Perla is currently based in Hong Kong where he says demand is growing fast, with Asia now constituting over 50 percent of his business. High net worth individuals feel secure by buying diamonds, which act as portable stores of wealth, whatever happens in future regulations and regimes, he says.
 
The importance of trust and reputation in this industry cannot be over-stated. Perla says he recently sold a diamond worth nearly US$2 million to a client who contacted him online, spoke over the phone and, after seeing the diamond, wired him the money on the same day.
 
Investing in diamonds has been proven to pay off, but, at least in recent years, only if you buy the best. Over the last two years, global diamond prices have softened, according to Rapaport, which tracks prices of diamonds.
 
But for the top one percent of diamonds there have still been some eye-watering sales. In May, Swiss jeweller Harry Winston paid US$24 million for the 13.22-carat, pear-shaped flawless fancy blue diamond ring called “The Blue”, at the Christie’s Magnificent Jewels Sale in Geneva, Switzerland. In the same month at Sotheby’s, a 100-carat yellow diamond was sold for US$16 million to an anonymous female bidder.
 
The other way to help guarantee price appreciation is to buy colourful diamonds, say experts. Rapaport commented: “Consumers are looking for something unusual and exciting, with real value, at a time when low interest rates continue to drive the wealthy to invest in collectible, connoisseur items. In such an environment, colored diamonds surely make the grade and are likely to outperform other assets.”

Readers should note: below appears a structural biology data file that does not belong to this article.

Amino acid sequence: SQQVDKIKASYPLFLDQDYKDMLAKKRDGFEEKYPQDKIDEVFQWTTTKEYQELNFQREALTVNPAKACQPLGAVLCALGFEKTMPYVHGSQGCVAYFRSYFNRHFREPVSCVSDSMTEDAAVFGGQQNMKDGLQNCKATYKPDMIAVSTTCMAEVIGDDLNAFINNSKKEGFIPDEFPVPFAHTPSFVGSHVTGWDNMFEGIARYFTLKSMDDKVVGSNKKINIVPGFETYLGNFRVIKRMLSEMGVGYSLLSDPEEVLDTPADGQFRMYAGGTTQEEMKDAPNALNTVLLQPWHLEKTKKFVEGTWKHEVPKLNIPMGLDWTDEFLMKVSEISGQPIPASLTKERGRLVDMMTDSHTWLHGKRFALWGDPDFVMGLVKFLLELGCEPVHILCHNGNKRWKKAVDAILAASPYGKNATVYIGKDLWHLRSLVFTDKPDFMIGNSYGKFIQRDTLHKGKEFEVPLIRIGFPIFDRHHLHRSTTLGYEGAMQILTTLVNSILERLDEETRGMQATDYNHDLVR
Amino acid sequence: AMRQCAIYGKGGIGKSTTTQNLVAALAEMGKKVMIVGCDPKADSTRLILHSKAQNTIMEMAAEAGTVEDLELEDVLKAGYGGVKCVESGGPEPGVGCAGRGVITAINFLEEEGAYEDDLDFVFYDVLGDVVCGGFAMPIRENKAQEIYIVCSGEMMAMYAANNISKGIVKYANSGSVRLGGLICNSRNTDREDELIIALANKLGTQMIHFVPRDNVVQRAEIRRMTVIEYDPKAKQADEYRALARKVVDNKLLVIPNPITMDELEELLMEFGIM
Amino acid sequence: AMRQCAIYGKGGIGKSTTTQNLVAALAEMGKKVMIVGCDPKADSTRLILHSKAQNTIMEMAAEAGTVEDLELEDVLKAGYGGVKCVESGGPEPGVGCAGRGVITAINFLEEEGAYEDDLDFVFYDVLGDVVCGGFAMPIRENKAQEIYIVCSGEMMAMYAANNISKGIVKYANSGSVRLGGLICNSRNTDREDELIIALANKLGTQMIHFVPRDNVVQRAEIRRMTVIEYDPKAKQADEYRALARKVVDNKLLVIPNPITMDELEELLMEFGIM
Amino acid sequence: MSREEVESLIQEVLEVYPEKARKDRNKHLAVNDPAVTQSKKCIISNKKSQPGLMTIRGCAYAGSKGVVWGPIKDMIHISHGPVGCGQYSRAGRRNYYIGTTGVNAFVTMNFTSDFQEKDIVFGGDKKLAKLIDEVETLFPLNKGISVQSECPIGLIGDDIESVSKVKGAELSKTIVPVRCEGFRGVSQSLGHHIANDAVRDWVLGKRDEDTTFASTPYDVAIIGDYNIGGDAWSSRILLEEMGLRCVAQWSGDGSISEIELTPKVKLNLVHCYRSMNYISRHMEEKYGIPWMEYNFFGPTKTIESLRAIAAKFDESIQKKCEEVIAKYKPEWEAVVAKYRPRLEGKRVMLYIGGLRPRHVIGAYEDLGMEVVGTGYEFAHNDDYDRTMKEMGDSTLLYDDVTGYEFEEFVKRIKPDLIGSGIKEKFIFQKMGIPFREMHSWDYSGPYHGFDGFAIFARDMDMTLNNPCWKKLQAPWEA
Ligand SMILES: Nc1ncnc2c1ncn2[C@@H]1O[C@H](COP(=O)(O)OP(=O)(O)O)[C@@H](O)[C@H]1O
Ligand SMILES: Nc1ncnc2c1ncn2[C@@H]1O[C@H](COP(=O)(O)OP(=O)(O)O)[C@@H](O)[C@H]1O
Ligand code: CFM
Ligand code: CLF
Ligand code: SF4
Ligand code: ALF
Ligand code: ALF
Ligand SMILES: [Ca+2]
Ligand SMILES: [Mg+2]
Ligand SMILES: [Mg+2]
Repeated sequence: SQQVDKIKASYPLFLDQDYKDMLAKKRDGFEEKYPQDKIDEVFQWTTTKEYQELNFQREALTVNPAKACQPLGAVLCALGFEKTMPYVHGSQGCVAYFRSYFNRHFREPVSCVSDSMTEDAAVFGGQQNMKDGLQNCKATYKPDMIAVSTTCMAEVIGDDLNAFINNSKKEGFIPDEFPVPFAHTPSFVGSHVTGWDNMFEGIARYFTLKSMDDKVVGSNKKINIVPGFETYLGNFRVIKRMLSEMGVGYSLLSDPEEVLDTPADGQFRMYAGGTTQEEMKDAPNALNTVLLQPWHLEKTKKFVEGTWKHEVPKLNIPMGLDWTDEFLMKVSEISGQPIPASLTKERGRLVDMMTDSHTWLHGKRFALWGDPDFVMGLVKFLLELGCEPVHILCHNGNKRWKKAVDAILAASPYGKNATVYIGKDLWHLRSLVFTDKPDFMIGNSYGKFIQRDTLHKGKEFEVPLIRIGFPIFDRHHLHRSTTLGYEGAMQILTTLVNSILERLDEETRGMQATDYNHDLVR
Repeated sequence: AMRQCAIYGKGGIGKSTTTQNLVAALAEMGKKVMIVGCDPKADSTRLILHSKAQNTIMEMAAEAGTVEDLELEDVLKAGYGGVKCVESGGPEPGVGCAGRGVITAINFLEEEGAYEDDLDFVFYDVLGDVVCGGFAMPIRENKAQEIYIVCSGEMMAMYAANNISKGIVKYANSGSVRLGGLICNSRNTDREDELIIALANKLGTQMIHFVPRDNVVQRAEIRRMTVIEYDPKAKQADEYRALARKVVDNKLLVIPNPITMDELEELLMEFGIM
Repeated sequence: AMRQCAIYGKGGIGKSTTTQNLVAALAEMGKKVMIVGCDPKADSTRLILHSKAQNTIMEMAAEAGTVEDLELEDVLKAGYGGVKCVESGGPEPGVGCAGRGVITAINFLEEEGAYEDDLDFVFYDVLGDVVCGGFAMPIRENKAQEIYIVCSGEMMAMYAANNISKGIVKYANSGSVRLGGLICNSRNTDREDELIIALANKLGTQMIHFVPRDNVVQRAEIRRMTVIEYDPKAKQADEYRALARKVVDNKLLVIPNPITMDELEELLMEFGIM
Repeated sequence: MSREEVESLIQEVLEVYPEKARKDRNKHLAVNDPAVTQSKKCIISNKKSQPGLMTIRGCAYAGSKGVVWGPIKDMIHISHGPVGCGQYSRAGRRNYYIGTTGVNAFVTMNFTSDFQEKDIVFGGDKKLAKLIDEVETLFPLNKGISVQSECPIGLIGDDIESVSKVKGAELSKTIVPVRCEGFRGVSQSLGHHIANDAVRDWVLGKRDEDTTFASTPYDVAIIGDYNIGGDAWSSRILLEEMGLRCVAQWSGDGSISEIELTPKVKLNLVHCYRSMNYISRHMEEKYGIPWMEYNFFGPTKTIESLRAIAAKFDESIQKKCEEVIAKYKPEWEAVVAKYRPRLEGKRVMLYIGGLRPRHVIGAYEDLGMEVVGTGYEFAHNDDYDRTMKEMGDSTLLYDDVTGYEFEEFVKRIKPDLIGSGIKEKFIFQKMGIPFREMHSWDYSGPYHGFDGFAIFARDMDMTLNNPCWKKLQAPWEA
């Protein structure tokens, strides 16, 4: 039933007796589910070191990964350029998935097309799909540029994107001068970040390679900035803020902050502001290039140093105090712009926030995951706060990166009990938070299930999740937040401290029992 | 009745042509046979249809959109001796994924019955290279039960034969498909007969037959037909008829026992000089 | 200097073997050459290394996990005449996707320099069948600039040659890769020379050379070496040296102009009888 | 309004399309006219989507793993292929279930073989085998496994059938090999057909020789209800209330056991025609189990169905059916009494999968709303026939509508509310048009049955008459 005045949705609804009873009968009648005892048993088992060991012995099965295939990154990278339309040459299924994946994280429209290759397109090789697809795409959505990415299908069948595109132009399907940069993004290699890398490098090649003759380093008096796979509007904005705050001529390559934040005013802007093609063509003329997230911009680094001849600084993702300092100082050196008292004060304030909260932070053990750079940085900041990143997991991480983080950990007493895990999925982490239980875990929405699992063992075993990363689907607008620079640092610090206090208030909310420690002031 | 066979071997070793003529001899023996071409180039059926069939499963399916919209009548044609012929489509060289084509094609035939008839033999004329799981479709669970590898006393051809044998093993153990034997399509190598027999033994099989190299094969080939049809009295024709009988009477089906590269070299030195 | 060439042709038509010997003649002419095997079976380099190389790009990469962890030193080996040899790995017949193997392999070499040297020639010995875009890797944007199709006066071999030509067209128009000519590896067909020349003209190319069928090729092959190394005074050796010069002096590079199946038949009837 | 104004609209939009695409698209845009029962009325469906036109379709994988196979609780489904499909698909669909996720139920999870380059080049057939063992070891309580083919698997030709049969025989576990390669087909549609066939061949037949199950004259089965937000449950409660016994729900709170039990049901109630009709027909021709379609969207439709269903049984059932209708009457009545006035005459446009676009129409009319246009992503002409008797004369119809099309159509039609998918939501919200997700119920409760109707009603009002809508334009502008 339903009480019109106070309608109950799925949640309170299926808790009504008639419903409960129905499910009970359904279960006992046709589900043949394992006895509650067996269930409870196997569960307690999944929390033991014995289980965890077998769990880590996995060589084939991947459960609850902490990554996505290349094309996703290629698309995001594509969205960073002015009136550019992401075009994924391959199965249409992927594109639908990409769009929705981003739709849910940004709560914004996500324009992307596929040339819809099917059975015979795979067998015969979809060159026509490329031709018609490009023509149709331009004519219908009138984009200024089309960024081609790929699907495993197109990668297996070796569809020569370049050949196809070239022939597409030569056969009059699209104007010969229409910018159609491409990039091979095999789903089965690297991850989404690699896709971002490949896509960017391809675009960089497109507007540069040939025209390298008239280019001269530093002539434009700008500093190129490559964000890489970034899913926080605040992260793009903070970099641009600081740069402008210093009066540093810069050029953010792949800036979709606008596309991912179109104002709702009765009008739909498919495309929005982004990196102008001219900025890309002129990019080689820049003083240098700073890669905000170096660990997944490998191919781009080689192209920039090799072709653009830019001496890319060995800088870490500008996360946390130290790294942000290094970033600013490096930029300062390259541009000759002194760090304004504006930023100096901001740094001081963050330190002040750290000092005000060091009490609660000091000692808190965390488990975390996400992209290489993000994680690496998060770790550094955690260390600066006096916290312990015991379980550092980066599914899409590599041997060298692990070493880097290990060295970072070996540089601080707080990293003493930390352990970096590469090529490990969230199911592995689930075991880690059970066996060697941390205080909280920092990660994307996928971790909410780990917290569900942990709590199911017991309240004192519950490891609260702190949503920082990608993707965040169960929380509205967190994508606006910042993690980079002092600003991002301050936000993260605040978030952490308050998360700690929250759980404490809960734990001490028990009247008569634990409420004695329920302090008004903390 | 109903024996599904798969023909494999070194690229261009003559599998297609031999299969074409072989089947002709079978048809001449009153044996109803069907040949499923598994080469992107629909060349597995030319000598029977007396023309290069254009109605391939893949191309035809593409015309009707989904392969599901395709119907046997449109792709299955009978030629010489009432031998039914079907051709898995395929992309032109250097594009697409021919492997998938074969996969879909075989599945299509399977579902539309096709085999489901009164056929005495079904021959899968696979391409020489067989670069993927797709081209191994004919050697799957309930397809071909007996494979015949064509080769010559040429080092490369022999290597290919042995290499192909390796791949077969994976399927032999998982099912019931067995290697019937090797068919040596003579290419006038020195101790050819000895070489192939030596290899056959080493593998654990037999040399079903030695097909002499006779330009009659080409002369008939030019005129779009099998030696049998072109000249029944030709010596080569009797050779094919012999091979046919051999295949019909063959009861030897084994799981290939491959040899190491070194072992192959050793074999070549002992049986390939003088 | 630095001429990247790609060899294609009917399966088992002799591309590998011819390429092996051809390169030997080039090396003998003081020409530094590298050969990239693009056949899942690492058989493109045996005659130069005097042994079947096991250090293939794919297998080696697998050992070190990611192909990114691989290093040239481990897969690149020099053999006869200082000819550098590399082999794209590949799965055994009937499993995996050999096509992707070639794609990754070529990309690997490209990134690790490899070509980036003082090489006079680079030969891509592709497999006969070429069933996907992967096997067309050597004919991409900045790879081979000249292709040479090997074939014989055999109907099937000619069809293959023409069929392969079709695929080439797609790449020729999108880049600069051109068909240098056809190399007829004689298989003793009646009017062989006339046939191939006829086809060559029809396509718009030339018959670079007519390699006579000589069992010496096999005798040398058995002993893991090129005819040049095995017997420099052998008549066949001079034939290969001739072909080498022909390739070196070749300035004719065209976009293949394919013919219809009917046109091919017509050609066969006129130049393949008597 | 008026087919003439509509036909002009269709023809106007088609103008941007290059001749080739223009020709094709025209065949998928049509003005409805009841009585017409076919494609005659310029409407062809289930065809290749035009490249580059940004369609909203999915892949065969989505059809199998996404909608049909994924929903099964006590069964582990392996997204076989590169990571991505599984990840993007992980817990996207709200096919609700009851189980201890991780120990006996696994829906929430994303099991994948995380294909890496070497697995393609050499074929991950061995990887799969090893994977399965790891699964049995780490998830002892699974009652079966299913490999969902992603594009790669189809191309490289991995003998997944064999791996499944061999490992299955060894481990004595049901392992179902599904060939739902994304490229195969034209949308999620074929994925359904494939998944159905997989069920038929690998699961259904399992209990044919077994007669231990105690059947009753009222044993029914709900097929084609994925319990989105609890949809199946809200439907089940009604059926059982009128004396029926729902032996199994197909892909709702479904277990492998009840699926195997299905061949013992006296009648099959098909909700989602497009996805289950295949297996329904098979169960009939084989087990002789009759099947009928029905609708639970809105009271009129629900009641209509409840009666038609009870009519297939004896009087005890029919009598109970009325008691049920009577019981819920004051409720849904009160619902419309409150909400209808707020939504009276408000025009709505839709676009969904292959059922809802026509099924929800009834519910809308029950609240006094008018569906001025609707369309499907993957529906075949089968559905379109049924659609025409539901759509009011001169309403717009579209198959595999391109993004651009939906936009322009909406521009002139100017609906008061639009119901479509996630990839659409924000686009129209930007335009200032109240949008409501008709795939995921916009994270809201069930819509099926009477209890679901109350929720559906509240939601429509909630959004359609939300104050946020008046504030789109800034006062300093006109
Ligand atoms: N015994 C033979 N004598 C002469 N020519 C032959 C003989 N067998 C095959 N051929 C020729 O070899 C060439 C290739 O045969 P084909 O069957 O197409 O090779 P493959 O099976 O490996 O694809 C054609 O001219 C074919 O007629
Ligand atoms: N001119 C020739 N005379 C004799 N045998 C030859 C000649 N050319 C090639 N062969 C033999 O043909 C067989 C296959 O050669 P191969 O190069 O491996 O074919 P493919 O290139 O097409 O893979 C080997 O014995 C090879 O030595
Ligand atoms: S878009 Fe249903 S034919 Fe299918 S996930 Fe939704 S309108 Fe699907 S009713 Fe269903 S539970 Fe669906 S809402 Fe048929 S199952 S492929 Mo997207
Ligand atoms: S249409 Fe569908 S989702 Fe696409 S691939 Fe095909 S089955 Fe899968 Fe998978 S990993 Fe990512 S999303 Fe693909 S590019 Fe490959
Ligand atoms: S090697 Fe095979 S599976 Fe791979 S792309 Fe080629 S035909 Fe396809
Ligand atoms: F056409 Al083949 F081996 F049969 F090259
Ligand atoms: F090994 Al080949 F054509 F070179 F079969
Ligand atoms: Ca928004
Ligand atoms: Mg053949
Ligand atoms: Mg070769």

“For now, the colored market remains the one bright spot of real growth in an otherwise stagnant diamond industry.”
 
In 2008, coloured diamond dealer Alon Garty set up the Hong Kong division of Antwerp-based distributor, Windiam. Earlier this year he launched the retail arm of the business, Van Eyck Jewellery, which sells flamboyant fine jewellery made from fancy-coloured diamonds priced between HK$300,000 (US$38,700) and HK$3 million (US$387,000).
 
“In the past 80 years people have been buying white diamonds, but now they want something different. They are looking for colourful diamonds which are rarer and provide better value preservation.”
 
Van Eyck’s creative director, Ivonna Poplanksa, designed the Diamond Jubilee brooch worn by Queen Elizabeth II in 2012. Van Eyck says it sells to other international royalty and ultra wealthy individuals, although Garty guards client names for privacy reasons. But they buy, he says, for investment purposes. The rarest diamonds are a scarce commodity and therefore likely to prove a worthy investment bet.
 
Garty added: “We design these pieces to be part of the owner’s heritage, an inheritance for future generations.”
 
Republished with permission from Wealth-X.  For more information please visit www.wealthx.com